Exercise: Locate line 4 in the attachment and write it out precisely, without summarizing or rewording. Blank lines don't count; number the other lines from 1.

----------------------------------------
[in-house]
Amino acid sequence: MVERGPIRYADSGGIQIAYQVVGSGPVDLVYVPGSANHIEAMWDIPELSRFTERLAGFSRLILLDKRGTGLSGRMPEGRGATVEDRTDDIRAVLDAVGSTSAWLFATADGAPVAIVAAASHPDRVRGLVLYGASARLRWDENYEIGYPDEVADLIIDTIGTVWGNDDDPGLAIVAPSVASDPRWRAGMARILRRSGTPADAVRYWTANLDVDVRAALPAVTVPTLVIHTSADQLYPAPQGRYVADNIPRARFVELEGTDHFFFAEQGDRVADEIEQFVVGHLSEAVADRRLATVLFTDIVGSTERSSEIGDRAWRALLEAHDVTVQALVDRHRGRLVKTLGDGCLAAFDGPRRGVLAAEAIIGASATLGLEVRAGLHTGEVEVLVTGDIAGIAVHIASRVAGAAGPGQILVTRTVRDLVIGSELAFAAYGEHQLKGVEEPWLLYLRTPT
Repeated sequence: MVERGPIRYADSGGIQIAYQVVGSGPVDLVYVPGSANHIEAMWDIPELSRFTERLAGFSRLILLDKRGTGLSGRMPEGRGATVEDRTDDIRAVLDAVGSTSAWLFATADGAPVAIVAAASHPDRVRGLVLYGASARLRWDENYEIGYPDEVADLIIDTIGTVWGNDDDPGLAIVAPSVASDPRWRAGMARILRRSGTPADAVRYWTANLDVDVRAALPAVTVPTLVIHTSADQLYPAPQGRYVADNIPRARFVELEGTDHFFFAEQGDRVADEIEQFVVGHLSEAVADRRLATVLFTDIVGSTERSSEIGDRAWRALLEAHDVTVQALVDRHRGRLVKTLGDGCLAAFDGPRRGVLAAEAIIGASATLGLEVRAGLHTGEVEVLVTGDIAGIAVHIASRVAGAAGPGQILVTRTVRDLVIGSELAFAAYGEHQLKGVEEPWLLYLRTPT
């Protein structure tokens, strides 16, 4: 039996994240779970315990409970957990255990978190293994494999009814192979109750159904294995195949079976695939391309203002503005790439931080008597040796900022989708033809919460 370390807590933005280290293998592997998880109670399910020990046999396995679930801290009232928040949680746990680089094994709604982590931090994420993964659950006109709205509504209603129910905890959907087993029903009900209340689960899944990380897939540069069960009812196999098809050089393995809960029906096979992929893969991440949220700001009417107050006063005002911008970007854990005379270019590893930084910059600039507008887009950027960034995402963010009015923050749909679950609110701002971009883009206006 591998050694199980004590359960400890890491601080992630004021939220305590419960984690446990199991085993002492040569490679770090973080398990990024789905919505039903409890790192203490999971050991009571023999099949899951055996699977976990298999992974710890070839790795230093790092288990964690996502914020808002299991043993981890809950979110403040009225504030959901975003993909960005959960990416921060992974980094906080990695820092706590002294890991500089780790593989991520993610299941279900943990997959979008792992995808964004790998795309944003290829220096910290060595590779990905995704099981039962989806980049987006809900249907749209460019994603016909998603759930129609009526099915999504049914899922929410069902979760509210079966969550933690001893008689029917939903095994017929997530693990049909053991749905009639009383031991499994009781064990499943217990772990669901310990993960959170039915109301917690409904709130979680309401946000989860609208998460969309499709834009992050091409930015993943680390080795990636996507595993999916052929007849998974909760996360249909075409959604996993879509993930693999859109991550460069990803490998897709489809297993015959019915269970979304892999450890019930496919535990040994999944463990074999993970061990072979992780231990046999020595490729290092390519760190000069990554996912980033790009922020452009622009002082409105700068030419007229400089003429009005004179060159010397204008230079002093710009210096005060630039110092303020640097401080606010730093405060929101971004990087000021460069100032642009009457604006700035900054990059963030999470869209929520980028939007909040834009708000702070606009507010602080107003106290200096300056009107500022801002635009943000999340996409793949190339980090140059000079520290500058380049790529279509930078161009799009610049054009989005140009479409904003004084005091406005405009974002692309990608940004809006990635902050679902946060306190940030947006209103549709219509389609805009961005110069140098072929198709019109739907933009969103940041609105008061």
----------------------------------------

């Protein structure tokens, strides 16, 4: 039996994240779970315990409970957990255990978190293994494999009814192979109750159904294995195949079976695939391309203002503005790439931080008597040796900022989708033809919460 370390807590933005280290293998592997998880109670399910020990046999396995679930801290009232928040949680746990680089094994709604982590931090994420993964659950006109709205509504209603129910905890959907087993029903009900209340689960899944990380897939540069069960009812196999098809050089393995809960029906096979992929893969991440949220700001009417107050006063005002911008970007854990005379270019590893930084910059600039507008887009950027960034995402963010009015923050749909679950609110701002971009883009206006 591998050694199980004590359960400890890491601080992630004021939220305590419960984690446990199991085993002492040569490679770090973080398990990024789905919505039903409890790192203490999971050991009571023999099949899951055996699977976990298999992974710890070839790795230093790092288990964690996502914020808002299991043993981890809950979110403040009225504030959901975003993909960005959960990416921060992974980094906080990695820092706590002294890991500089780790593989991520993610299941279900943990997959979008792992995808964004790998795309944003290829220096910290060595590779990905995704099981039962989806980049987006809900249907749209460019994603016909998603759930129609009526099915999504049914899922929410069902979760509210079966969550933690001893008689029917939903095994017929997530693990049909053991749905009639009383031991499994009781064990499943217990772990669901310990993960959170039915109301917690409904709130979680309401946000989860609208998460969309499709834009992050091409930015993943680390080795990636996507595993999916052929007849998974909760996360249909075409959604996993879509993930693999859109991550460069990803490998897709489809297993015959019915269970979304892999450890019930496919535990040994999944463990074999993970061990072979992780231990046999020595490729290092390519760190000069990554996912980033790009922020452009622009002082409105700068030419007229400089003429009005004179060159010397204008230079002093710009210096005060630039110092303020640097401080606010730093405060929101971004990087000021460069100032642009009457604006700035900054990059963030999470869209929520980028939007909040834009708000702070606009507010602080107003106290200096300056009107500022801002635009943000999340996409793949190339980090140059000079520290500058380049790529279509930078161009799009610049054009989005140009479409904003004084005091406005405009974002692309990608940004809006990635902050679902946060306190940030947006209103549709219509389609805009961005110069140098072929198709019109739907933009969103940041609105008061």